The NGO sexual exploitation and abuse scandal has exposed a culture of impunity, with one organisation after another starting with Oxfam coming under fire for tolerating and enabling exploitation and abuse of the very people they had pledged to serve – these are some of the most well-respected and trusted organisations globally, working with some of the most vulnerable peoples, including South African children.
In South Africa, numerous NGOs face serious financial and capacity challenges with many already closing down or scaling back their activities. This is despite the country facing increasing developmental challenges in areas including health, education and poverty alleviation. Now facing a cascade of scandals, the entire sector finds itself tarred with the same brush of mistrust, and calls for withdrawal of support. While the sector may feel under the microscope, this is a process that should be welcome and embraced, for greater scrutiny of the sector and more transparency is long overdue.
In 2005, Johns Hopkins University estimated that, if the NGO sector were a country, it would be the fifth largest economy in the world with a global worth of more than $1 trillion a year. But, to quote Alexander Cooley, a professor of political science at Barnard College in New York, “in many ways, they are the least accountable actors on the global scene”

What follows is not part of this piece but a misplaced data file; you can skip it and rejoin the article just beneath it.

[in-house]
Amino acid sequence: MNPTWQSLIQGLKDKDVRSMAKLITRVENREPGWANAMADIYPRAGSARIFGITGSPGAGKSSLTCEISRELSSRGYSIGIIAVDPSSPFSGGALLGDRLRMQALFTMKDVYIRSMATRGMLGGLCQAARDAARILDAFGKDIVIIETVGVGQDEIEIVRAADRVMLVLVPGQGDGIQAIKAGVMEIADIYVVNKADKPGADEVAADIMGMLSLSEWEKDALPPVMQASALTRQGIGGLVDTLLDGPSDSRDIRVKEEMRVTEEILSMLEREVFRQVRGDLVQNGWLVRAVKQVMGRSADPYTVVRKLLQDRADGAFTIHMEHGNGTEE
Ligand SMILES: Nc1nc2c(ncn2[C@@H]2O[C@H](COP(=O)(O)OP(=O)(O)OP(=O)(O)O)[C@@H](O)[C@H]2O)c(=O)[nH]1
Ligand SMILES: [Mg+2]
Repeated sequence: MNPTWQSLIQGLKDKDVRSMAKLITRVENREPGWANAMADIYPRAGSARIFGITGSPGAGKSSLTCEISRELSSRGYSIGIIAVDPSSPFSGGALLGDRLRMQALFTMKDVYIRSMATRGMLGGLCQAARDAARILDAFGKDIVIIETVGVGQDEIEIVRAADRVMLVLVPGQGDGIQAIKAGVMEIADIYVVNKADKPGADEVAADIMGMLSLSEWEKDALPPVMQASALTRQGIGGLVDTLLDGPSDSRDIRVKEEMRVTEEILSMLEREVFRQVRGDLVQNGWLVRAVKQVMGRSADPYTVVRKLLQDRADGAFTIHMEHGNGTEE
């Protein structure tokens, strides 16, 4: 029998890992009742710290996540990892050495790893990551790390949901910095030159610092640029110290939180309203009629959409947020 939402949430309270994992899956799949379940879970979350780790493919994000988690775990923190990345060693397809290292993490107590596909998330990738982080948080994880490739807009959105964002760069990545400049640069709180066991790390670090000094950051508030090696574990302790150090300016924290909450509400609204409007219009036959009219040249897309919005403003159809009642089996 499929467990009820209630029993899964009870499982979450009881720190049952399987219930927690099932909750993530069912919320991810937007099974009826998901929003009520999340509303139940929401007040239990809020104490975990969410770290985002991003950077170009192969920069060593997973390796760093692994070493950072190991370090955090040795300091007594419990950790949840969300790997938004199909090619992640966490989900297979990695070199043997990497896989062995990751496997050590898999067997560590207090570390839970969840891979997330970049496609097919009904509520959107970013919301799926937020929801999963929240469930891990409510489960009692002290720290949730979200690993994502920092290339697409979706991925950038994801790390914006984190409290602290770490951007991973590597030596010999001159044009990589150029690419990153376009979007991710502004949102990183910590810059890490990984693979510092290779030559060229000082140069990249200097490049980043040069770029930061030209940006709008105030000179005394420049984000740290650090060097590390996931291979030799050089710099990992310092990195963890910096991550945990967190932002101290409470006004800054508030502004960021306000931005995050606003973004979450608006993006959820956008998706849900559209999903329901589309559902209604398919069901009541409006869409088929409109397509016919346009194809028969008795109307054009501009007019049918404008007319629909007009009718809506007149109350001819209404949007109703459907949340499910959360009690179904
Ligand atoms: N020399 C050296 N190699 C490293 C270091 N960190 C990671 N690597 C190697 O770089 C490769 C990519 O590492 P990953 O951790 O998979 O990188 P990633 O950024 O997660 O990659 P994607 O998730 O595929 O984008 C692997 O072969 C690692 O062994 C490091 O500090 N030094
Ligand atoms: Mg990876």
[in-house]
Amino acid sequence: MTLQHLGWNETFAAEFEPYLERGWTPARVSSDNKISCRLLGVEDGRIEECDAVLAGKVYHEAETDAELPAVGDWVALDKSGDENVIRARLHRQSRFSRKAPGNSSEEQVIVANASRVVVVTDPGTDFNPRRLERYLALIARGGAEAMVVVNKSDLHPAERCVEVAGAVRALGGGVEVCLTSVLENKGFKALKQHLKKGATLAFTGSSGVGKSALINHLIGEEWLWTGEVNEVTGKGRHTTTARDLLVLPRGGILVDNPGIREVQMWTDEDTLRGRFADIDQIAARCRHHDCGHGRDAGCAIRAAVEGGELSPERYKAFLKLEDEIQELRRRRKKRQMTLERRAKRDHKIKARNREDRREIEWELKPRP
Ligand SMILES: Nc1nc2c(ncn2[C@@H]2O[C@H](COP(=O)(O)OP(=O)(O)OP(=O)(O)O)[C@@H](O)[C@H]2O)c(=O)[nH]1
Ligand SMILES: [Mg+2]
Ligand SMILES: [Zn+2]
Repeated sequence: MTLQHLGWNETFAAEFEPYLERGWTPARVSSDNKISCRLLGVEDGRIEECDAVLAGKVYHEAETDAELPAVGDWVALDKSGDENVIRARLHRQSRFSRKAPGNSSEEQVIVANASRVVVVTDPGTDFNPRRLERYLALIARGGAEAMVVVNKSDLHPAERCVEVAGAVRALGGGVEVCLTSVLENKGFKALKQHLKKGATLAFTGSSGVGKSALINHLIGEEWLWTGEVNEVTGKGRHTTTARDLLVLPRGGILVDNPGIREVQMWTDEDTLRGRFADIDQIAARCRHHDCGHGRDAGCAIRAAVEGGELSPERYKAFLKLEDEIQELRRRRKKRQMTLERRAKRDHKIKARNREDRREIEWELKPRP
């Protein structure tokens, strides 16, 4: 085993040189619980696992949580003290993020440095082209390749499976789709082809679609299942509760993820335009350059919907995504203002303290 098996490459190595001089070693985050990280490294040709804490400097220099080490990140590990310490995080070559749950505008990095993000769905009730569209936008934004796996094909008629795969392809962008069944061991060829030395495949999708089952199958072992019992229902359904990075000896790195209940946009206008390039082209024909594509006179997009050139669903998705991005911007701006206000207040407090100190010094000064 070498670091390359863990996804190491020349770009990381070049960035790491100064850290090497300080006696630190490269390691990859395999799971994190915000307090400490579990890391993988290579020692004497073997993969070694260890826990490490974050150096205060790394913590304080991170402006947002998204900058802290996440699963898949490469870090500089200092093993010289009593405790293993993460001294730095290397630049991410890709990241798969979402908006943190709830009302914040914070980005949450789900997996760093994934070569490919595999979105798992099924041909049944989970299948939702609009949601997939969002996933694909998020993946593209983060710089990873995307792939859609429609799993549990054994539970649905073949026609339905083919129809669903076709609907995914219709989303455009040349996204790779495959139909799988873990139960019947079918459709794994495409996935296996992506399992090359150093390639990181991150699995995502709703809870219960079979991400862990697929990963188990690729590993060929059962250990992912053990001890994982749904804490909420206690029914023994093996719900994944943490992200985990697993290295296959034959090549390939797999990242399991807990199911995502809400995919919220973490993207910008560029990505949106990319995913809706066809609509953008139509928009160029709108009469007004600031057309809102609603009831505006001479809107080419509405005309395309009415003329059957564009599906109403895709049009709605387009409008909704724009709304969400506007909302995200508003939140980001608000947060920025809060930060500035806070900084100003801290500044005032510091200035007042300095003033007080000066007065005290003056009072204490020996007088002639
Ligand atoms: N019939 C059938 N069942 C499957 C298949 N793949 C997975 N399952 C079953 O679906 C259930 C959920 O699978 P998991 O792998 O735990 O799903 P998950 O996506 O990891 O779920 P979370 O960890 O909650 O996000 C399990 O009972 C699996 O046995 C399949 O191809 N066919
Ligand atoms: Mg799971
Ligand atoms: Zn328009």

Since the associational revolution hailed by John Hopkins university in the mid-90s when it started to research the explosion of the non-profit sector (which they predicted would be equal to the rise of the nation-state in the latter nineteenth century), there have been calls for better regulation of the sector. There is in fact no required, actionable accountability or regulation apart from that which the charity organisation chooses for itself, and has to its donor and the laws of the country. Accountability to the donor is therefore of critical importance. But it is not enough.
Helping NGOs to stamp out abuse is essential. Transparency and accountability however needs to be treated as a multi-dimensional set of obligations. The problem in the debate thus far is that accountability is regarded primarily as a vertical, upward accountability measured